Throughout these pioneer days of e-commerce, the greatest challenge facing the industry has been creating and sustaining consumer need.
Do consumers need to buy houses, cars and groceries on the Internet? If not now, will they need to do so in the future? Possibly.
However, we have learned that not every industry does well when moving from brick-and-mortar to the Net. Chief among those that might not make the cut? The insurance industry.
In concept, it seemed like a great idea to sell and manage insurance policies via the Internet. After all, think of the paperwork that could be eliminated, the man-hours saved and the convenience for the customer. How could it fail?
It has not failed yet, but only because it cannot seem to get off the ground. Indications are that consumers are not knocking themselves out to find insurance on the Internet.
It was the convenience factor that insurance companies were counting on to attract consumers to their online operations.
I gave it a try when searching for less expensive car insurance. I had been with the same company for about 15 years and decided to do some comparison shopping. The result? I gave up after being asked way too many questions and being required to offer too much personal information just to get a quote.
If I have to jump through this many hoops just to compare prices, I wondered what more I would have to experience in order to buy a policy. I never got that far.
I am in a clear majority of Americans who have not moved my auto insurance business online. Between customer frustration and regulatory challenges facing the sellers, creating a viable online auto insurance industry is light years away.
Health insurance sellers are not faring any better. In the year 2000, it is estimated that less than 1 percent of small business owners bought insurance policies for their employees via the Internet.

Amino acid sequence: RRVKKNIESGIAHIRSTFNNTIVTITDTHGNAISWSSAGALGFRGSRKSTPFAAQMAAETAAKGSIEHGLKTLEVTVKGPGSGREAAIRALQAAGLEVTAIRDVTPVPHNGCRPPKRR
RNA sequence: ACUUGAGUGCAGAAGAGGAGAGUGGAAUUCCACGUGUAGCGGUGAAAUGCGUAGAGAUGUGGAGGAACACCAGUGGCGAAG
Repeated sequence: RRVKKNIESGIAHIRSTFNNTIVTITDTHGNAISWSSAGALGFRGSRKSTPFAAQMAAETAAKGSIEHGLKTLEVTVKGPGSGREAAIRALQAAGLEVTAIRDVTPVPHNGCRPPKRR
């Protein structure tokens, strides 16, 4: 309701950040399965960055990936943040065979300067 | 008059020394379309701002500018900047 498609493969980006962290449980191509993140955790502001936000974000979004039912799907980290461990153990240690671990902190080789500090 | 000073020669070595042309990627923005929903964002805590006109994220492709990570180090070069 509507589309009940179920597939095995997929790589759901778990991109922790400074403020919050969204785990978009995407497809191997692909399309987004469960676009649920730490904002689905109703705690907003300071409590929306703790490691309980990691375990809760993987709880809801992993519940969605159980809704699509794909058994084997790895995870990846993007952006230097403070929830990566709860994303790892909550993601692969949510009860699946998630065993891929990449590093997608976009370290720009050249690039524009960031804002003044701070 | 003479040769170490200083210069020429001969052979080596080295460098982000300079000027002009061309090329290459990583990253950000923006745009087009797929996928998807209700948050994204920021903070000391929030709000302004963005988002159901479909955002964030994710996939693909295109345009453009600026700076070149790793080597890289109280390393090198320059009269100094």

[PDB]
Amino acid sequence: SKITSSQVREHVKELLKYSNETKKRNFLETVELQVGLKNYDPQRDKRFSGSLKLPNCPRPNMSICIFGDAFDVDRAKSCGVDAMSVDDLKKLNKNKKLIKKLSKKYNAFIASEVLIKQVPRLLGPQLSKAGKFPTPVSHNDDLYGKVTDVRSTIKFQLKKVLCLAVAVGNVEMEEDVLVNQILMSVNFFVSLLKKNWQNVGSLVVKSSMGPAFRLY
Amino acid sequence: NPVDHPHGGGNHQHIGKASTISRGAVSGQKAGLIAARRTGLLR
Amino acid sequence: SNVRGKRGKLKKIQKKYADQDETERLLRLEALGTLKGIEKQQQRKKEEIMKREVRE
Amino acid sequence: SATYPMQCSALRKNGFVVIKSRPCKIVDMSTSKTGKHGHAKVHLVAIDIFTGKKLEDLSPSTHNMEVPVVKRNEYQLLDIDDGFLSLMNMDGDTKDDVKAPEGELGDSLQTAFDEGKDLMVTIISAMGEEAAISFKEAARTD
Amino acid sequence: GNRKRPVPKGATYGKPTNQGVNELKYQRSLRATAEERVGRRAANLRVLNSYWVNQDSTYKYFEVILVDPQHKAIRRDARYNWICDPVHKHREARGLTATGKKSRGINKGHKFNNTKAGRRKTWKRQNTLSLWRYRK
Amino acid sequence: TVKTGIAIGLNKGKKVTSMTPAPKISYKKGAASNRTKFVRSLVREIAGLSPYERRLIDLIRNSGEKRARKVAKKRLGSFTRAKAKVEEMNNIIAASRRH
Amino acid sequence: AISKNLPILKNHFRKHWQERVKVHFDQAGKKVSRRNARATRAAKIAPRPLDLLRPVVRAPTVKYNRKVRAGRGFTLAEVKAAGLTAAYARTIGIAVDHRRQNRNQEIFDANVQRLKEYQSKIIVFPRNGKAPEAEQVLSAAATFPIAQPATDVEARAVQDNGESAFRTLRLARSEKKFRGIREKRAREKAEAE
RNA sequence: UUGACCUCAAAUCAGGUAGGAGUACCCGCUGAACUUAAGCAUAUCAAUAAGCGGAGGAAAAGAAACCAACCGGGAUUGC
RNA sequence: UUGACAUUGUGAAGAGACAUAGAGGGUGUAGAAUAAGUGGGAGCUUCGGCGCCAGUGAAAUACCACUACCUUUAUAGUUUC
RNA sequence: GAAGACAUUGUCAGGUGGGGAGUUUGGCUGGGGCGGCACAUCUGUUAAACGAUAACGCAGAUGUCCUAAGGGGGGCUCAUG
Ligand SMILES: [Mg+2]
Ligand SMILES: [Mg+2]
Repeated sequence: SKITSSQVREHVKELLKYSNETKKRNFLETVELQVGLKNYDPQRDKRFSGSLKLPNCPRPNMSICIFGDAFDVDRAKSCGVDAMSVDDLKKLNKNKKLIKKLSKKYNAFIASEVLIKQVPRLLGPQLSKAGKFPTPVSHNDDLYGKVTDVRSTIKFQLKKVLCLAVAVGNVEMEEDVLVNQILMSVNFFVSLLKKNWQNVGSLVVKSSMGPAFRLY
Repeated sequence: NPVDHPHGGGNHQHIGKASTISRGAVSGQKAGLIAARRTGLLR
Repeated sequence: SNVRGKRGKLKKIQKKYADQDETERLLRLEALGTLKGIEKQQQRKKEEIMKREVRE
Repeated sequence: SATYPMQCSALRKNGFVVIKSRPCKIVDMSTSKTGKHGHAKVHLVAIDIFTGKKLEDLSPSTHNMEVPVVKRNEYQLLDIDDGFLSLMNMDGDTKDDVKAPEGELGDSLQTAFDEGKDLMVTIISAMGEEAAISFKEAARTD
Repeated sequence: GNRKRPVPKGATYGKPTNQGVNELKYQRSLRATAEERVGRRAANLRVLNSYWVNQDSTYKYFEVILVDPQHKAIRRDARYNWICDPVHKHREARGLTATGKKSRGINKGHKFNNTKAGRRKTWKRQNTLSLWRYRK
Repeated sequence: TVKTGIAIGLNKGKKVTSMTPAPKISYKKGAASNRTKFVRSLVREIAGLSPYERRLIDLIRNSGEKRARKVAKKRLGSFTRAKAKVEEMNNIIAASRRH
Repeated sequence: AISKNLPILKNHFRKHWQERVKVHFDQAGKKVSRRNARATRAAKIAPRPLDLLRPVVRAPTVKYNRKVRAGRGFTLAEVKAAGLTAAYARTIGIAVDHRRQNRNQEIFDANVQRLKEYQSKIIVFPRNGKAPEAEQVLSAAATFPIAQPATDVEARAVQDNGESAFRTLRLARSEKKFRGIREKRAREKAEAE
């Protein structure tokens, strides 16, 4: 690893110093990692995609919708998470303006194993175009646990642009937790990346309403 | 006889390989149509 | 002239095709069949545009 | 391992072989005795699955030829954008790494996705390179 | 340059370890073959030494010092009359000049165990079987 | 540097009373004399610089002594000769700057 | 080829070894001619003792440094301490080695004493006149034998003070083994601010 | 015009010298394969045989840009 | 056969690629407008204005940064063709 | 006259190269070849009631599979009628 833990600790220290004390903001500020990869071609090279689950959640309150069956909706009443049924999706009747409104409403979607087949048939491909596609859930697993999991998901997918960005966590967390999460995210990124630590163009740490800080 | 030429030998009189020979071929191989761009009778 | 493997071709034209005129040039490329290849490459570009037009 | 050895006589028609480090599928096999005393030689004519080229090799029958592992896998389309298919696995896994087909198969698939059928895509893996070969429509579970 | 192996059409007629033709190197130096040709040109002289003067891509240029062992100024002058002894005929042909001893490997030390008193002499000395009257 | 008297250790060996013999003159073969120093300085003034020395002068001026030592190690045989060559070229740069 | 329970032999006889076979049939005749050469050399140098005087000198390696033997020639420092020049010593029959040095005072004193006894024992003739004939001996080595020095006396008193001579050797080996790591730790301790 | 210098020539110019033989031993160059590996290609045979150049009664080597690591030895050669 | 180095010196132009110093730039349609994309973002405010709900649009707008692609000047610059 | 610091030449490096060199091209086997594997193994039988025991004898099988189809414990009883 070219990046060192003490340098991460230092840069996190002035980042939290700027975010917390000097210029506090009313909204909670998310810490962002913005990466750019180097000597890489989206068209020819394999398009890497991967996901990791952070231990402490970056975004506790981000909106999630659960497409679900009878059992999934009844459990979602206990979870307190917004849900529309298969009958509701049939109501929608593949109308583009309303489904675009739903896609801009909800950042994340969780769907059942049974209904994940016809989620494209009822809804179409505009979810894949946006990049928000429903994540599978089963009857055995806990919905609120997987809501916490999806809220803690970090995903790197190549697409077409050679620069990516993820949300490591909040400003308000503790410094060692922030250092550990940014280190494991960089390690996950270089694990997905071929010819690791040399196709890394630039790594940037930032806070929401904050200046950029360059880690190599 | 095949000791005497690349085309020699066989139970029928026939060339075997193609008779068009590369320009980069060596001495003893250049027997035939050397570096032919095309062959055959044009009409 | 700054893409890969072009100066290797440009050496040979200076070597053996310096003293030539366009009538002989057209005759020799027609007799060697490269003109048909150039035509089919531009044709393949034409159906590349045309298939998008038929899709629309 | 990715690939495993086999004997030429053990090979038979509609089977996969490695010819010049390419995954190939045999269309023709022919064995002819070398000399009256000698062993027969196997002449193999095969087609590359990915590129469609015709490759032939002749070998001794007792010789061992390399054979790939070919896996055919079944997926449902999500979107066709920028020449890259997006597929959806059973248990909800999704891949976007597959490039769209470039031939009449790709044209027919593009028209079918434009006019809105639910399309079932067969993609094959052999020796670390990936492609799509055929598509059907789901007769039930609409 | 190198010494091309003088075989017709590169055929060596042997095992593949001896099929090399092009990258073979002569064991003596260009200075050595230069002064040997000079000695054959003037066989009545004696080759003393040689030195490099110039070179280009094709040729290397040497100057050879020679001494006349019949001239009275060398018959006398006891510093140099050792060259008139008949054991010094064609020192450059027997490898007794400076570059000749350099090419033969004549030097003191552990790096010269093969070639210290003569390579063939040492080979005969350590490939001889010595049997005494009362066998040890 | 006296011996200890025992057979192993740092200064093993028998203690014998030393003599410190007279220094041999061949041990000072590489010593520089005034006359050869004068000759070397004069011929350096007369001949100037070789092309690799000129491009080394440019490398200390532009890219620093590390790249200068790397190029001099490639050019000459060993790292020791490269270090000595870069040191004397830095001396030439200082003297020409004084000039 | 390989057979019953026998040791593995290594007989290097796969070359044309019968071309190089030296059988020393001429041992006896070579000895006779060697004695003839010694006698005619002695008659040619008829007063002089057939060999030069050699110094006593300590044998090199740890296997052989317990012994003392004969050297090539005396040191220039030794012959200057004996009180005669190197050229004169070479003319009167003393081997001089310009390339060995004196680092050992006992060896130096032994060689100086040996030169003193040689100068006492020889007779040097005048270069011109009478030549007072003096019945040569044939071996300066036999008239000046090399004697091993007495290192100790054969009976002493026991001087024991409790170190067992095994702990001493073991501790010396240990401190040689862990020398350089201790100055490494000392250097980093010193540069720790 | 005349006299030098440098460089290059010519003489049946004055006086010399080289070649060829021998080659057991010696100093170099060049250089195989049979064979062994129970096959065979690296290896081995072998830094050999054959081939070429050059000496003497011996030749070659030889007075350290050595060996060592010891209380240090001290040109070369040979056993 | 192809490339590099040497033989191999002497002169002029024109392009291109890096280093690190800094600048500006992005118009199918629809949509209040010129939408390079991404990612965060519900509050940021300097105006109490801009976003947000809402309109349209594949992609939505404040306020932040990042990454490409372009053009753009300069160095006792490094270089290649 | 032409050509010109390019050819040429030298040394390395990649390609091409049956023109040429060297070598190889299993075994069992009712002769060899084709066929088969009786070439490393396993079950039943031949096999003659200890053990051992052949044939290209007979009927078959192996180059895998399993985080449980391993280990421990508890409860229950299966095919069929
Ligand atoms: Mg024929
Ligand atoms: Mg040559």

The health insurance market in this country is estimated to be worth about US$440 billion. The need for the product already exists. Creating a need for a new channel through which to buy it appears to be the stumbling block.
Wisely, a number of online insurance brokers have opted to cozy up to major corporations, hoping the reach of established companies would rub off. For example, one insurance marketplace,eHealthInsurance partnered earlier this year with GE Financial Network. In additon, eHealthInsurance is making headway in striking deals with banking giants such as Bank One.
The goal is to reach small business owners through the financial institutions with which they are already associated. One might say the online insurance industry is riding the coattails of established brick-and-mortar conglomerates, but so be it.
The U.S. government, still skeptical of pure-play Internet insurance sellers, has imposed a number of restrictions on what they can and cannot offer. Chief among the prohibitions stifling the growth of the industry are state regulations that do not allow any type of discounts on policies.
For price-conscious American consumers in a questionable economy, that could be the deal breaker.
Meanwhile, the online life insurance industry is suffering its own set of woes. Earlier this month the Consumer Federation of America made public its findings that 75 percent of insurance sites it studied were not showing the lowest priced coverage available.
For an already skeptical consumer base, news like this is apt to further discourage online insurance buying. Whether consumers will take the time to study the market, shop around, visit multiple Web sites and then purchase life insurance online is debatable. After all, why not just enlist the services of a real live agent to do all that legwork?
It appears the life insurance industry has yet to create a unique selling proposition worthy of widespread consumer attention.
It may be that the insurance industry is trying too hard. With restrictive regulations hampering its ability to compete and a public that can’t find a reason to change its method of buying insurance, the timing seems wrong for the industry to make its mark online.
Look for insurance shopping bots to emerge that will search the Internet for best coverage and pricing. That, coupled with more widespread acceptance and use of digital signatures, might give the industry a boost.
Until then, consumers are sending a clear message that they don’t really need the Internet to buy insurance.
Note: The opinions expressed by our columnists are their own and do not necessarily reflect the views of the E-Commerce Times or its management.